A Payne 202, in good condition but not cherry by any means, just sold on Ebay for over $5000.00. Somebody desperately wanted that rod. A year or two ago, an excellent Payne 98 (7' for a 4#) sold on the very same cyber flea-market for over $8000.00. If you find a Gillum for sale, expect the price tag to be somewhere over the $10,000.00 mark. Check out the websites of Len Codella, Bob Selb and any number of other classic tackle dealers, and you'll find similarly priced rods available for sale. If demand drives market prices then we have to assume someone wants all of those rods. What is it about bamboo?

I can't be sure why, but truth be told I've got the bug. I've often thought that maybe it's the history I find so appealing. All but one of my bamboo rods is at least 30 years old. When I fish with them, I find myself wondering who fished the rod before me. Was he or she an avid angler or a weekend warrior? What rivers did he or she frequent, and by extension where has this rod been? I'm connected to the past in a way that just isn't possible with any of my plastic sticks. Maybe it sounds hackneyed or trite, but with a bamboo rod in my hand, fishing isn't just about fishing. With bamboo I leave my imprint on the rod; I become part of the rod's history.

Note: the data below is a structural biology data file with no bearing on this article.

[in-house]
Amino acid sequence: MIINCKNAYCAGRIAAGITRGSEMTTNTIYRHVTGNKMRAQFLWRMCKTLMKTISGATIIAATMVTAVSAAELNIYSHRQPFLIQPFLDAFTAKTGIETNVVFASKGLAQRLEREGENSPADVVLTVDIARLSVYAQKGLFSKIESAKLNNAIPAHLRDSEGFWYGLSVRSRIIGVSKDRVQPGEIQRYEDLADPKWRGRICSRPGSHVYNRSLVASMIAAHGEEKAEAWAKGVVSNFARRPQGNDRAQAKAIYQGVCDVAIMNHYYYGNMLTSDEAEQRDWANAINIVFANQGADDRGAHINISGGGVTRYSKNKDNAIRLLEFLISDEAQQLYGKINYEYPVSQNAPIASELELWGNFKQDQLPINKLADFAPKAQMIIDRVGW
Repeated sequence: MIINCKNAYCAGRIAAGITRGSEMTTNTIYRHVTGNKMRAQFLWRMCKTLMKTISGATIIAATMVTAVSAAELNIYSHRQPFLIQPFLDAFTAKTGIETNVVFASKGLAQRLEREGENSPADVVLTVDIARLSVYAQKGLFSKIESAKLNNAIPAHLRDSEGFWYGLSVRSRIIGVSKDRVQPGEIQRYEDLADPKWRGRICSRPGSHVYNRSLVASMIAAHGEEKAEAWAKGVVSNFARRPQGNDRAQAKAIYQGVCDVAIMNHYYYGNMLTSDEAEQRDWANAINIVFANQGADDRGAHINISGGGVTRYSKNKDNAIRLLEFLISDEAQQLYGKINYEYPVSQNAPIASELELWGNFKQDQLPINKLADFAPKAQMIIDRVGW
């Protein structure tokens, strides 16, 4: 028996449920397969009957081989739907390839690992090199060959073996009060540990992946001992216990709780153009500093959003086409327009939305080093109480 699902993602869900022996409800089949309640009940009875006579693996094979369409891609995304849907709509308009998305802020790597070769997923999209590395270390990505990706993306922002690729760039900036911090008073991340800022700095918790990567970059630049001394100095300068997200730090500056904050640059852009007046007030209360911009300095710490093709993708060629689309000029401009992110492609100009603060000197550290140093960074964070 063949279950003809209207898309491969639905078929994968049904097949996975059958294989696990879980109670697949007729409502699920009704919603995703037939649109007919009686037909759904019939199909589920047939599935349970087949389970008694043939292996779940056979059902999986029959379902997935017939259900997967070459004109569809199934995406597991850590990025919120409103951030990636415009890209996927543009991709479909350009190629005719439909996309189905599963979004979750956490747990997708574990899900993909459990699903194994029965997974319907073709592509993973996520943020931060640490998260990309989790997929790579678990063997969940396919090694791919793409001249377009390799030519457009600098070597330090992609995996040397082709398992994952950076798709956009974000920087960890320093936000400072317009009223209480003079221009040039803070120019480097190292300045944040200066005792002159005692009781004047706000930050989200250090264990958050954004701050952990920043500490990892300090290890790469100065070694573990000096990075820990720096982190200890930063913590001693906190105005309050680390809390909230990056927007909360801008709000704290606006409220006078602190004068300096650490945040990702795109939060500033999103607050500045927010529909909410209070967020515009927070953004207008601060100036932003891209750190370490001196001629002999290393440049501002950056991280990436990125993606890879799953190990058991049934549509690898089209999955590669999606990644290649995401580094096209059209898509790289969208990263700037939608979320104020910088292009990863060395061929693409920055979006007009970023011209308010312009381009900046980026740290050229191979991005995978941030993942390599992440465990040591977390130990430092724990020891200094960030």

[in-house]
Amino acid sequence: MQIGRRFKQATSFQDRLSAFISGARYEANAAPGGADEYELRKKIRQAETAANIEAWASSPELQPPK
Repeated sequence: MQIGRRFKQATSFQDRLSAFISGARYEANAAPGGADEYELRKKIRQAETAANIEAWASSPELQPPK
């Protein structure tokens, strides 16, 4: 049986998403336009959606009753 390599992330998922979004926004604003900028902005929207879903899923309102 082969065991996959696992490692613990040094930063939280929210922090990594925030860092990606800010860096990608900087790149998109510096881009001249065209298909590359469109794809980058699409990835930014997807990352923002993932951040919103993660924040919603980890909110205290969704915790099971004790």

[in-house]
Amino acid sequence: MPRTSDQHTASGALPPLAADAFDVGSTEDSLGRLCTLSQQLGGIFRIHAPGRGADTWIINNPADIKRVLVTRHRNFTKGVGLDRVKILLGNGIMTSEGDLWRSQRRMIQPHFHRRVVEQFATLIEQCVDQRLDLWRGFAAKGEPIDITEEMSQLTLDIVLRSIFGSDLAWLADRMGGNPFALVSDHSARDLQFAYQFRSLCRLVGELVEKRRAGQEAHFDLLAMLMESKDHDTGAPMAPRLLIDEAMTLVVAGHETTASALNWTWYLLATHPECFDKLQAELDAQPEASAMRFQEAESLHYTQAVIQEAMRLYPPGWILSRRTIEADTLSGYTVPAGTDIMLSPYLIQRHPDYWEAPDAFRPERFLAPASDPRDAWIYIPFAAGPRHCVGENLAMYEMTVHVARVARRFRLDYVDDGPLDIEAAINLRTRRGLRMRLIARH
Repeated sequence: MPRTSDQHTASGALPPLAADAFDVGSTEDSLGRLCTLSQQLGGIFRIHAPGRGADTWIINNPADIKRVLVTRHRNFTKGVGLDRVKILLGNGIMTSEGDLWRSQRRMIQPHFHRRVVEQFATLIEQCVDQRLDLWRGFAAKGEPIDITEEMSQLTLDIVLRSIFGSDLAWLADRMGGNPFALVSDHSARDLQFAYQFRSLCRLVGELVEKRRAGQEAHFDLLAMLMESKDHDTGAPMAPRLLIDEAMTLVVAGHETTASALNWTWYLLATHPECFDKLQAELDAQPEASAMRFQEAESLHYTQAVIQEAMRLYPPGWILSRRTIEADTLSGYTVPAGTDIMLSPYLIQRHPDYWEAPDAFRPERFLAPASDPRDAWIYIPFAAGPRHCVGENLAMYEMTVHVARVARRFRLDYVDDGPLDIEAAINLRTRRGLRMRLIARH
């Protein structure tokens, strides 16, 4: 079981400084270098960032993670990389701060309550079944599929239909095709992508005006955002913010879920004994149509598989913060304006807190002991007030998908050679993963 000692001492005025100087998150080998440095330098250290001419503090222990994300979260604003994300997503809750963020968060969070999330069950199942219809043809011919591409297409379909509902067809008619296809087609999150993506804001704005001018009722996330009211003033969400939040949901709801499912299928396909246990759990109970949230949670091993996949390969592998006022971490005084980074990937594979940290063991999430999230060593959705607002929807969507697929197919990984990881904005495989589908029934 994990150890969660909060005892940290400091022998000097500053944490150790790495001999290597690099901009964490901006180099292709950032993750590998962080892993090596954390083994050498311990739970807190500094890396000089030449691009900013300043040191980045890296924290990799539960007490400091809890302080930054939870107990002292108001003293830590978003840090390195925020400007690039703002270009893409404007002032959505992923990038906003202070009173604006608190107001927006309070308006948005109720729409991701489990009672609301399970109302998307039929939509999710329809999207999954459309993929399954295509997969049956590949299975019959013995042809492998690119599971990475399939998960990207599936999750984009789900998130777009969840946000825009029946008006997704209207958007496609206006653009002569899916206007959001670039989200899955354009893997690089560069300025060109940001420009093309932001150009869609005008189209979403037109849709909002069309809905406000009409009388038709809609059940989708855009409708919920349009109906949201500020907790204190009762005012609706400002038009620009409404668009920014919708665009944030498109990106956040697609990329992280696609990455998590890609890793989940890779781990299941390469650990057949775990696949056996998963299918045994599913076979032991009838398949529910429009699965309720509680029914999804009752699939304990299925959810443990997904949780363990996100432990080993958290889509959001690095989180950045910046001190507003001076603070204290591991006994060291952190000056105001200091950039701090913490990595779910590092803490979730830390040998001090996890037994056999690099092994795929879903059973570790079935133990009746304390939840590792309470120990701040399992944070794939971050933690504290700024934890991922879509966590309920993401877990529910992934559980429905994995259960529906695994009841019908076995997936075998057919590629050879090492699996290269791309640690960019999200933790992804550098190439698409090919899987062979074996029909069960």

I suppose that is why I find myself stringing up bamboo rods more and more often. It's just one of those things I do to ensure that fishing isn't just about fishing.

Tuesday, May 19, 2009

On Truth and Tape Measures